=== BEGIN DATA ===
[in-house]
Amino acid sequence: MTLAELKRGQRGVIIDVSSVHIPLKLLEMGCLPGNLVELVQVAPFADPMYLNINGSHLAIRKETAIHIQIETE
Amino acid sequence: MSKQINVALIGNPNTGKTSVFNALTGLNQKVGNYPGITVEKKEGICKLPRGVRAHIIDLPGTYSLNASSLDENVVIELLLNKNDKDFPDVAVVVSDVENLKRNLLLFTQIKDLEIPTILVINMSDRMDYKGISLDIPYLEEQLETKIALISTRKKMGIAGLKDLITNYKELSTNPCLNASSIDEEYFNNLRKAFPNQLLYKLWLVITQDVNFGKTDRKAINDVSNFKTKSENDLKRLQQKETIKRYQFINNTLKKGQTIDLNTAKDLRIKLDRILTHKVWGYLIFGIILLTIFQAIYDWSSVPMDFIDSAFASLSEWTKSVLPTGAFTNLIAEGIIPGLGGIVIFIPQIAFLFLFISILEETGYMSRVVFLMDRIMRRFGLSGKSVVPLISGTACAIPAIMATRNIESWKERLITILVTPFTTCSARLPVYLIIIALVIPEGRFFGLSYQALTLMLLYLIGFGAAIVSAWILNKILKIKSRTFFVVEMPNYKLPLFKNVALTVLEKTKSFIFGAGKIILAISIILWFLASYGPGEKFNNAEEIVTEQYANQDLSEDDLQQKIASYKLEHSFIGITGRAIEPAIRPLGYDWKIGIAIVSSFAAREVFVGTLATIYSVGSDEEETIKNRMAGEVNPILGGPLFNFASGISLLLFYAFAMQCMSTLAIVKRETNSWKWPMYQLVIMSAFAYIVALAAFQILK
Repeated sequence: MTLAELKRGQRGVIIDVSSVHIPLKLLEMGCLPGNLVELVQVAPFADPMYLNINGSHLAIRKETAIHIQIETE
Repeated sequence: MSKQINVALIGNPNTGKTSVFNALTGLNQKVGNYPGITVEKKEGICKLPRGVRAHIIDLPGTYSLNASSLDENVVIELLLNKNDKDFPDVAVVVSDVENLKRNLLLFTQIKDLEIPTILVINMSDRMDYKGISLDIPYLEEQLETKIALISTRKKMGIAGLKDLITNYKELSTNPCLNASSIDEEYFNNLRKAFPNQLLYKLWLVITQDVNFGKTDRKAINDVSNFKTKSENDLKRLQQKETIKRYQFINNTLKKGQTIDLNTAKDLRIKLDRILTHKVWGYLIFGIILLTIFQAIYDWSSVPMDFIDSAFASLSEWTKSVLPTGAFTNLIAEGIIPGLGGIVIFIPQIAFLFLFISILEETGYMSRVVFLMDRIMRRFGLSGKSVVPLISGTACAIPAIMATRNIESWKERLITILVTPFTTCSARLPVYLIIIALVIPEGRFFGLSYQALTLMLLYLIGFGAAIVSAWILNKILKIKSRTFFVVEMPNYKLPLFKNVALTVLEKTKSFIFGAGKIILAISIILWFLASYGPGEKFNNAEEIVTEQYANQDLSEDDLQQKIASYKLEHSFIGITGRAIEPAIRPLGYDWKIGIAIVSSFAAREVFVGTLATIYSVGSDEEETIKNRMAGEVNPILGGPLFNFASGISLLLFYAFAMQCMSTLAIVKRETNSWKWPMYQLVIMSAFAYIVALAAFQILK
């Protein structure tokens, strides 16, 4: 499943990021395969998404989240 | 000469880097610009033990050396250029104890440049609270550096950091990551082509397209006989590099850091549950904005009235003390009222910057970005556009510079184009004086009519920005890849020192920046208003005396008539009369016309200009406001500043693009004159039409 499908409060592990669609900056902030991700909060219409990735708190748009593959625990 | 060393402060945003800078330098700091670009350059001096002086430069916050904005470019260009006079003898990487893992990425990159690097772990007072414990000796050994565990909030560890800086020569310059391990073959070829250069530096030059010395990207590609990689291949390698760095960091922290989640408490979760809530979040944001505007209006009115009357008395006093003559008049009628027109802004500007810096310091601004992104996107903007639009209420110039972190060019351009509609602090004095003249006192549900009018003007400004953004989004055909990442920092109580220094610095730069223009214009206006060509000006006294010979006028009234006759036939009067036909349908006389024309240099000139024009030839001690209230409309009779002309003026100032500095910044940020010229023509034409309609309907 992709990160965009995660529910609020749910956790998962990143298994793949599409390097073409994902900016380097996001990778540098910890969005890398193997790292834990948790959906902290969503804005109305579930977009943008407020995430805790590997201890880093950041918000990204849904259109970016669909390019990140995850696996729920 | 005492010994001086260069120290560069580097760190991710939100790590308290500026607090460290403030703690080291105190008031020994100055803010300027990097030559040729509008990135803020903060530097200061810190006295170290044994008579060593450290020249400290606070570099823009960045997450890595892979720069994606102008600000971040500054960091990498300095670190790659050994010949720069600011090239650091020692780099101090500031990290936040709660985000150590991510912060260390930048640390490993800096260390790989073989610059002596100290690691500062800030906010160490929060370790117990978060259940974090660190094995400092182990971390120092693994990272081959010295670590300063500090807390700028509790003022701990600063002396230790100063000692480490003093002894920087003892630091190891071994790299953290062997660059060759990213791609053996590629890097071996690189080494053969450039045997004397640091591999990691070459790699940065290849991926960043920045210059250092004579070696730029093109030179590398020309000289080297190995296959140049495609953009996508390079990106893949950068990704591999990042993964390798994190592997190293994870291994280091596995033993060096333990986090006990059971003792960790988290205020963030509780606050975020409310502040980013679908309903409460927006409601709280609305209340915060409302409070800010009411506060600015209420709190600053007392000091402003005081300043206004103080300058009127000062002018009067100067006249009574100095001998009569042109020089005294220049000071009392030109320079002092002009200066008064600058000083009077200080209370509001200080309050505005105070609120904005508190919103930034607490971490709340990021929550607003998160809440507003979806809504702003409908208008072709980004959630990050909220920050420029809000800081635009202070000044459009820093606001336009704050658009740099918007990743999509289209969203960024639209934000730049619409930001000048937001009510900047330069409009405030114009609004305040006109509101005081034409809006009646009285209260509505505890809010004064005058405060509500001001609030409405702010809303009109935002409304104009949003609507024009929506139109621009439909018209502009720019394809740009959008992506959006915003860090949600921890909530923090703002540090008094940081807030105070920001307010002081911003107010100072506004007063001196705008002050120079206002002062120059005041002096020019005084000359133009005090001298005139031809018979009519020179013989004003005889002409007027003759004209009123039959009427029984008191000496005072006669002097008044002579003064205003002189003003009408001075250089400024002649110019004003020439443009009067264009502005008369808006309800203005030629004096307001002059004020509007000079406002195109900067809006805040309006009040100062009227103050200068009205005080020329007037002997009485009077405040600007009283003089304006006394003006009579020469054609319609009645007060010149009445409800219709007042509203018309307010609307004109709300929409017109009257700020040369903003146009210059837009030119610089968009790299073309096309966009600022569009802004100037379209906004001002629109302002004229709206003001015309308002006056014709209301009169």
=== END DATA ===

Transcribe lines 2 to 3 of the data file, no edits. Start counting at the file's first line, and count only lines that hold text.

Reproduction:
Amino acid sequence: MTLAELKRGQRGVIIDVSSVHIPLKLLEMGCLPGNLVELVQVAPFADPMYLNINGSHLAIRKETAIHIQIETE
Amino acid sequence: MSKQINVALIGNPNTGKTSVFNALTGLNQKVGNYPGITVEKKEGICKLPRGVRAHIIDLPGTYSLNASSLDENVVIELLLNKNDKDFPDVAVVVSDVENLKRNLLLFTQIKDLEIPTILVINMSDRMDYKGISLDIPYLEEQLETKIALISTRKKMGIAGLKDLITNYKELSTNPCLNASSIDEEYFNNLRKAFPNQLLYKLWLVITQDVNFGKTDRKAINDVSNFKTKSENDLKRLQQKETIKRYQFINNTLKKGQTIDLNTAKDLRIKLDRILTHKVWGYLIFGIILLTIFQAIYDWSSVPMDFIDSAFASLSEWTKSVLPTGAFTNLIAEGIIPGLGGIVIFIPQIAFLFLFISILEETGYMSRVVFLMDRIMRRFGLSGKSVVPLISGTACAIPAIMATRNIESWKERLITILVTPFTTCSARLPVYLIIIALVIPEGRFFGLSYQALTLMLLYLIGFGAAIVSAWILNKILKIKSRTFFVVEMPNYKLPLFKNVALTVLEKTKSFIFGAGKIILAISIILWFLASYGPGEKFNNAEEIVTEQYANQDLSEDDLQQKIASYKLEHSFIGITGRAIEPAIRPLGYDWKIGIAIVSSFAAREVFVGTLATIYSVGSDEEETIKNRMAGEVNPILGGPLFNFASGISLLLFYAFAMQCMSTLAIVKRETNSWKWPMYQLVIMSAFAYIVALAAFQILK